[Marxism] New interview with Yassin al-Haj Saleh, Syrian Communist

Michael Karadjis mkaradjis at gmail.com
Tue Jan 17 08:13:36 MST 2017


Interview with Yassin al Haj Saleh, long-time Syrian dissident 
Communist, jailed for 16 years under Assad senior, including time in 
Tadmour, which he describes as a concentration camp. Worth reading right 
through, as always, but a few relevant extracts here - particularly 
relevant from someone whose brother was kidnapped by Daesh, and hose 
wife, Samira Khalil, another revolutionary, was kidnapped along with 
three other revolutionaries in Douma in late 2013, most suspect by the 
Islamist group Jaysh al-Islam.

Interview with Yassin al-Haj Saleh, translated from Flemish into English 
by: Jorn Decock.
http://aljumhuriya.net/en/syrian-refugees/interview-with-yassin-al-haj-saleh

...

DS: You know many people there. Do they still long for freedom? Or do 
they mainly hope that the war would finish now?

YHS: Do they have to chose? They long for the end of this war and they 
long for freedom.

DS: You don’t think there are Syrians who would accept Assad again, as 
long as the bombs will stop falling?

YHS: No, a large majority of Syrians wants him out. Even the people who 
ostensibly are loyal to Assad, do not respect him. They, too, want 
political change. And that change is only possible if the Assad dynasty 
disappears. One needs to bear in mind that Syria had a very special form 
of dictatorship: the Assad clan didn’t rule the country, they owned it. 
We, the citizens, were their slaves. Their strategy for Syria is clear: 
Assad, or no-one. If Assad can’t cling to his power, then the whole 
country – which they have been plundering for decades already – should 
disappear from the map.

...

DS: Your wife and brother were abducted by radical Islamists. Did you 
see that danger coming?
YHS: In May 2012 I wrote a long essay in which I warned for the rise of, 
what I called at the time, ‘’militant nihilism’’. At first, the 
revolution in Syria was largely non-violent. But because the regime 
responded so violently and because international help didn’t 
materialise, the model of the jihadists gained ground. The more dead 
bodies appeared in the streets – once in Douma in 2013 I saw 26 bodies 
in the same day – the more attractive an ever more militant Islamism 
became. Especially in a country like Syria, where the Sunni religious 
majority had already been repressed for years.
That’s how we ended up in an escalation of fear and violence. Syrians 
got ever more angry, frustrated, desperate. The salafists provided an 
answer to a desire to destruct. Destruct the regime, and the whole 
world. And the self. Salafi jihadi organizations are self destruction 
manifestations in our contemporary societies. Suicide bombers are the 
embodiment of this tendency.

...

DS: Do you think that the ‘War on Terror’, now defined as the fight 
against Islamic State, has become too much of a priority for the West?

YHS: It’s a post-democratic war. There’s no clear beginning, no clearly 
defined enemy, no clear end game. It’s a war that leads to a perpetual 
state of emergency. Western democracies are already suffering greatly 
from this. And it’s very dangerous.
At the same time, the man who between March 2011 and August 2013 had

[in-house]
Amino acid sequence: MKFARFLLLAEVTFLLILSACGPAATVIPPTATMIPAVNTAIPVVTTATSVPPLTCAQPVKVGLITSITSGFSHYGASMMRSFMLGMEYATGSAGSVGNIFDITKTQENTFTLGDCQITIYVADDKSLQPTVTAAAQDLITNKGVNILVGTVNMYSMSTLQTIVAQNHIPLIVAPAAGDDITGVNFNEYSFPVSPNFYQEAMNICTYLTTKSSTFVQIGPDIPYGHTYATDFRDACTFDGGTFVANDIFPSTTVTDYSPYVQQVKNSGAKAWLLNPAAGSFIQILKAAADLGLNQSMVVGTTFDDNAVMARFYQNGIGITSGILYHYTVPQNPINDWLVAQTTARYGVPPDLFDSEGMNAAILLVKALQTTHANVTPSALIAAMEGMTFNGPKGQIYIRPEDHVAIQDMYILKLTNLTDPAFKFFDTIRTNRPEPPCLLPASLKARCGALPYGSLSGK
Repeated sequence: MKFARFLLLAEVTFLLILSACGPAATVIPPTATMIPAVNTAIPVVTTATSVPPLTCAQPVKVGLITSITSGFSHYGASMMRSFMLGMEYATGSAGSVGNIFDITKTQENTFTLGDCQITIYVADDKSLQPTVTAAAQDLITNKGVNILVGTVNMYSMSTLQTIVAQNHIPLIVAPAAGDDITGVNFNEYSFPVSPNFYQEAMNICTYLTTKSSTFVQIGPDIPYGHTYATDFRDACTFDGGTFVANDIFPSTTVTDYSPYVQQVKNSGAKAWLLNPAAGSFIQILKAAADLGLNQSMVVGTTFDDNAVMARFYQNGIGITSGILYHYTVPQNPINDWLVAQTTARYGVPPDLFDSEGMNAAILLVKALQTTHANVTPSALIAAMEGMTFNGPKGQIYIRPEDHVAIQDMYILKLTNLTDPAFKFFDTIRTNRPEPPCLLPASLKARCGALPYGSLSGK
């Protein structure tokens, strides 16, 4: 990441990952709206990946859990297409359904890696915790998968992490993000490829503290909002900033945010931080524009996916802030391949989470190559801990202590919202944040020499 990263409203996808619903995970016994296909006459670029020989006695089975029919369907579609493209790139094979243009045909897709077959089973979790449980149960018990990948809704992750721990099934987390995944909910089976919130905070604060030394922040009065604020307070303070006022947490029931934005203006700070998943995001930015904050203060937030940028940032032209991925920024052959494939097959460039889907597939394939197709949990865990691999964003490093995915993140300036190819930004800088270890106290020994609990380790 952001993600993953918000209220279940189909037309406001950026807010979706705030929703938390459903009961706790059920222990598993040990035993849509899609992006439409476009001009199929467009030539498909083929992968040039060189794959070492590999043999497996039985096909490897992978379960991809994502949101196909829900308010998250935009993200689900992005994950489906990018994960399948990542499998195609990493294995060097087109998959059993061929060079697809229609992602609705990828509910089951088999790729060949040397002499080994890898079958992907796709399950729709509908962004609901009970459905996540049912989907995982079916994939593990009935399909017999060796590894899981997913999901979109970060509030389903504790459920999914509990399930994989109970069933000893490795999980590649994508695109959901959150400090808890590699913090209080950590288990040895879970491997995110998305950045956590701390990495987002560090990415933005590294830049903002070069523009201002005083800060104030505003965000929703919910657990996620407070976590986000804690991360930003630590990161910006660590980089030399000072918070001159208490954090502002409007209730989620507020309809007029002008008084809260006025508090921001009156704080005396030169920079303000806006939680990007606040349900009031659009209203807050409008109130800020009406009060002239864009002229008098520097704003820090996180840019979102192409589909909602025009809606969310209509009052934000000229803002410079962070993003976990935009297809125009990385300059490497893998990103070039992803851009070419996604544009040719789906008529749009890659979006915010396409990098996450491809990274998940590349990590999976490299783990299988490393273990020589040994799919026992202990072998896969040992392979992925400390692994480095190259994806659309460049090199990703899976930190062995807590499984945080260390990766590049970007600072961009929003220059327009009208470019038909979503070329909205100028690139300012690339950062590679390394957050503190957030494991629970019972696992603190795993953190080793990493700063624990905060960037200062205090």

over ten thousand people tortured to death, is allowed to proceed. Why 
is the war against IS so much more important than the fight against 
Bashar al-Assad? In fact, the message the West sends to the people of 
Syria is very clear: we think our lives are far more important than 
yours.

DS: Do you feel like the West sacrifices you?

YHS: No, worse, we have been sacrificed and dismissed as irrelevant. In 
August 2013, Assad committed mass murder against his own population, 
with chemical weapons. Afterwards the United States and Russia concluded 
a cowardly deal. The perpetrator was allowed to go free in exchange for 
the destruction of his chemical weapons. Both sides saved face, but the 
very people who lost 1.466 lives just weeks before, were let down. It 
got worse: the regime got a laissez-passer to continue its massacre with 
other weapons. That’s exactly what Assad did: he dropped massive amounts 
of barrel bombs and bunker busters. He even continued to use chemical 
weapons, because somehow he managed never to hand them over completely.
In my view, the reaction to that poison gas attack is the worst 
international crime of the past decades. It was a gigantic attack on the 
truth. Nobody can say they didn’t know. It happened right before the 
eyes of the international community.

DS: Western critics often argue that the Syrian opposition didn’t get 
the necessary support because Assad’s opponents were hopelessly divided 
amongst themselves. Do you understand that argument?

YHS: No. Of course the opposition was divided. How else could it be, 
after decades of dictatorship? Did anyone truly expect that suddenly a 
united opposition with an open mind, a moderate discourse and a powerful 
plan of action would appear on stage? Such hypocrisy: are we going to 
blame the victims for being weak? You may also recall that before the 
revolution not one world leader had anything critical to say about 
Bashar occupying his father’s post. (Former US Secretary of State) 
Madeleine Albright even went to Damascus to shake his hand. And not one 
leftist or communist party made any noise in all those years about the 
fate of the republic in Syria. Not one of them. 




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